Protest erupts in Santiago de Cuba amid blackouts, food shortages

Protest erupts in Santiago de Cuba amid blackouts, food shortages

HAVANA, March 18  Hundreds in Cuba’s second-largest city, Santiago, engaged in a rare public protest on Sunday, according to social media and official reports, prompting Cuban President Miguel Diaz-Canel to call for dialogue in an “atmosphere of tranquility and peace.”

Protesters in Santiago took to the streets with chants of “power and food,” according to videos posted on social media, as blackouts in places extended for 18 hours or more a day, jeopardizing frozen food and ratcheting up tensions on the island.
Cuba has fallen into a near-unprecedented economic crisis since the COVID-19 pandemic, with vast shortages of food, fuel and medicine stoking a record-breaking exodus that has seen upwards of 400,000 people migrate to the United States.
Diaz-Canel confirmed the Santiago protest on social media platform X, formerly known as Twitter, shortly after the rally concluded.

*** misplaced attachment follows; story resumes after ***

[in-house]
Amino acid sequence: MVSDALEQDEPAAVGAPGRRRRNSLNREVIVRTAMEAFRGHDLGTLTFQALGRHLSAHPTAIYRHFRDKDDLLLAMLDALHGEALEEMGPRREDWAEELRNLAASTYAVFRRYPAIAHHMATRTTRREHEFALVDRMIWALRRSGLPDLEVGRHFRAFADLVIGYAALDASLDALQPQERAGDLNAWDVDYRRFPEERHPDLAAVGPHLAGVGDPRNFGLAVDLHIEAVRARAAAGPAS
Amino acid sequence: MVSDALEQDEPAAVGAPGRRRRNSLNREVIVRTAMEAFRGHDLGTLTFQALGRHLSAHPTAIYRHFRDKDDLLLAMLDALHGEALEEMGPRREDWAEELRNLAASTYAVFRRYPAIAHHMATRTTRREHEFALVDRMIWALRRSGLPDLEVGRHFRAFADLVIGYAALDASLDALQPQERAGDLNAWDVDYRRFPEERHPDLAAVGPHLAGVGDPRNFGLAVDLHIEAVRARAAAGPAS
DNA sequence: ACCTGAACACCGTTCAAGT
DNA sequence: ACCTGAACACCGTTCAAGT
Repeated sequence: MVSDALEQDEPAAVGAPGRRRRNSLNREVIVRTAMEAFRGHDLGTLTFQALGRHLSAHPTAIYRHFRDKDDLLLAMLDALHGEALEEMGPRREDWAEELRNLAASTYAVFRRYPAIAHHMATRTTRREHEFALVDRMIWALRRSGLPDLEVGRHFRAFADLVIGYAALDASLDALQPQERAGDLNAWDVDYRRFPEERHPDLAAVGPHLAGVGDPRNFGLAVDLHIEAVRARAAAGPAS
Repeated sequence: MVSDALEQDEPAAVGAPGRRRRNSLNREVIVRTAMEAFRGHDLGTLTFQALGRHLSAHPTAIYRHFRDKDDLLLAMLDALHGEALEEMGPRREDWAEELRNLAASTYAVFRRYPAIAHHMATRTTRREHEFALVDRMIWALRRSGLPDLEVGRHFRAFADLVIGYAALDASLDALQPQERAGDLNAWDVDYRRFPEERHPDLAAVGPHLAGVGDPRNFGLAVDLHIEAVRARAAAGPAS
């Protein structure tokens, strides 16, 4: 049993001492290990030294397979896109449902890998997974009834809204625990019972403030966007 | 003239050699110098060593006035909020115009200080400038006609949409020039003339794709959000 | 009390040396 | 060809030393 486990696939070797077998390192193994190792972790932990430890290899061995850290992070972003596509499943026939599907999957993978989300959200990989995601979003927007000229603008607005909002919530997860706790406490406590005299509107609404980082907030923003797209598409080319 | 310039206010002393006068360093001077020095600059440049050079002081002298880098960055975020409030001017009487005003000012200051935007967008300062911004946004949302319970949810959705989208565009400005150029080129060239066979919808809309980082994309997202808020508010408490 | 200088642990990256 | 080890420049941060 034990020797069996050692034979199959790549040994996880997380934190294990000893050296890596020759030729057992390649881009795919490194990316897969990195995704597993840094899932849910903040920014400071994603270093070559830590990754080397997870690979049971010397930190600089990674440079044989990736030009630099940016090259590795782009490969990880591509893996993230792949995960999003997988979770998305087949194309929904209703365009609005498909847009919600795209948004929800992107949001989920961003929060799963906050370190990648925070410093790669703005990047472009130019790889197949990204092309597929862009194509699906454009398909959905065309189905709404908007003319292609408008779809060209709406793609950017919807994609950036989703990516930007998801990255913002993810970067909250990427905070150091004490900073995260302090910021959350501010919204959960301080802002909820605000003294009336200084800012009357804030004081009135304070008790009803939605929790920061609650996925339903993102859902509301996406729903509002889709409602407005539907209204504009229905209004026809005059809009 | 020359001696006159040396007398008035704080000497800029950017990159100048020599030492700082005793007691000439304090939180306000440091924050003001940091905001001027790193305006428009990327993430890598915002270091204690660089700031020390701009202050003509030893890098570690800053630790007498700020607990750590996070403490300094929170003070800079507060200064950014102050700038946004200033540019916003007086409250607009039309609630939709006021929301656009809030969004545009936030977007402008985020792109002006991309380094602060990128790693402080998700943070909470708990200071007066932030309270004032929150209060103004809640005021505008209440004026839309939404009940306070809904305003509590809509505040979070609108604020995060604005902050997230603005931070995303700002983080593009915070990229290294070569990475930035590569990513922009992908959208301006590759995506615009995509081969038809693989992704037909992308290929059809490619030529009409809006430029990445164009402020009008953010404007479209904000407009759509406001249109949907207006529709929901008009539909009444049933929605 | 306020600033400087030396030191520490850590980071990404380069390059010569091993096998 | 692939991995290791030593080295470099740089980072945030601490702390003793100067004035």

“Several people have expressed their dissatisfaction with the situation of electrical service and food distribution,” Diaz-Canel said.
“The disposition of the authorities of the Party, the State and the Government is to attend to the complaints of our people, listen, dialogue, explain the numerous efforts that are being carried out to improve the situation, always in an atmosphere of tranquility and peace.”
Diaz-Canel also said “terrorists” from the United States were seeking to foment further uprisings.
“This context will be taken advantage of by the enemies of the Revolution, for destabilizing purposes,” Diaz-Canel said on X.
Police had arrived in Santiago to “control the situation” and to “prevent violence,” according to an account posted on social media by state-run CubaDebate.
It was not immediately clear whether anyone had been arrested during the protest.
Beatriz Johnson, a Santiago Communist Party official, said protesters in the eastern Cuban city had been “respectful” and had listened “attentively” to the government’s explanations of food and electricity shortages.
Videos on social media suggest the rally was peaceful.
The Cuban capital, Havana, and outlying neighborhoods surveyed by Reuters appeared calm late into Sunday evening. Reuters could not immediately confirm the veracity of videos on social media of alleged protests in other Cuban cities.